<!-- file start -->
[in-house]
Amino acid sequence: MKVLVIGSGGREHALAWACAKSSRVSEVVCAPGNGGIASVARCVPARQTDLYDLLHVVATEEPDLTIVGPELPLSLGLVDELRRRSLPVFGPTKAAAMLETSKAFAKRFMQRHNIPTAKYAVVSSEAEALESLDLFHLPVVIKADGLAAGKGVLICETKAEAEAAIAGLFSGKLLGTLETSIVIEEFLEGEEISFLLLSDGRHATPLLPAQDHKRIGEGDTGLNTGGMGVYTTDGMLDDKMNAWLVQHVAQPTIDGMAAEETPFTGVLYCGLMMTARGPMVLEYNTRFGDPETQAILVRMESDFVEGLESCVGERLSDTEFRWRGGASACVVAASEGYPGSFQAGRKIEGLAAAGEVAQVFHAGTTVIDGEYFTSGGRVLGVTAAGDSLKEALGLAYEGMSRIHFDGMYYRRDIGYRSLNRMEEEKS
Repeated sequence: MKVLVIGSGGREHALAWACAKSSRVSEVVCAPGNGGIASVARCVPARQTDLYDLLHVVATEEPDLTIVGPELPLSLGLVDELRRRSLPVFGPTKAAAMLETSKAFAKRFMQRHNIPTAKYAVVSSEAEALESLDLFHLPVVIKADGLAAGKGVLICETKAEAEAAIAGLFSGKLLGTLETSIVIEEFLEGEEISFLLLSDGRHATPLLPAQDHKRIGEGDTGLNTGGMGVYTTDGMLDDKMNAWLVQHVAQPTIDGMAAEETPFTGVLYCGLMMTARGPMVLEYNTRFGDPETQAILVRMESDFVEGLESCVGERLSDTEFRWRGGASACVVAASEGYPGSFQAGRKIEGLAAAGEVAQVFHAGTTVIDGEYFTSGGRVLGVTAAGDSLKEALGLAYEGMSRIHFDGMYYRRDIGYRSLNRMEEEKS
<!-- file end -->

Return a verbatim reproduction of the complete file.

[in-house]
Amino acid sequence: MKVLVIGSGGREHALAWACAKSSRVSEVVCAPGNGGIASVARCVPARQTDLYDLLHVVATEEPDLTIVGPELPLSLGLVDELRRRSLPVFGPTKAAAMLETSKAFAKRFMQRHNIPTAKYAVVSSEAEALESLDLFHLPVVIKADGLAAGKGVLICETKAEAEAAIAGLFSGKLLGTLETSIVIEEFLEGEEISFLLLSDGRHATPLLPAQDHKRIGEGDTGLNTGGMGVYTTDGMLDDKMNAWLVQHVAQPTIDGMAAEETPFTGVLYCGLMMTARGPMVLEYNTRFGDPETQAILVRMESDFVEGLESCVGERLSDTEFRWRGGASACVVAASEGYPGSFQAGRKIEGLAAAGEVAQVFHAGTTVIDGEYFTSGGRVLGVTAAGDSLKEALGLAYEGMSRIHFDGMYYRRDIGYRSLNRMEEEKS
Repeated sequence: MKVLVIGSGGREHALAWACAKSSRVSEVVCAPGNGGIASVARCVPARQTDLYDLLHVVATEEPDLTIVGPELPLSLGLVDELRRRSLPVFGPTKAAAMLETSKAFAKRFMQRHNIPTAKYAVVSSEAEALESLDLFHLPVVIKADGLAAGKGVLICETKAEAEAAIAGLFSGKLLGTLETSIVIEEFLEGEEISFLLLSDGRHATPLLPAQDHKRIGEGDTGLNTGGMGVYTTDGMLDDKMNAWLVQHVAQPTIDGMAAEETPFTGVLYCGLMMTARGPMVLEYNTRFGDPETQAILVRMESDFVEGLESCVGERLSDTEFRWRGGASACVVAASEGYPGSFQAGRKIEGLAAAGEVAQVFHAGTTVIDGEYFTSGGRVLGVTAAGDSLKEALGLAYEGMSRIHFDGMYYRRDIGYRSLNRMEEEKS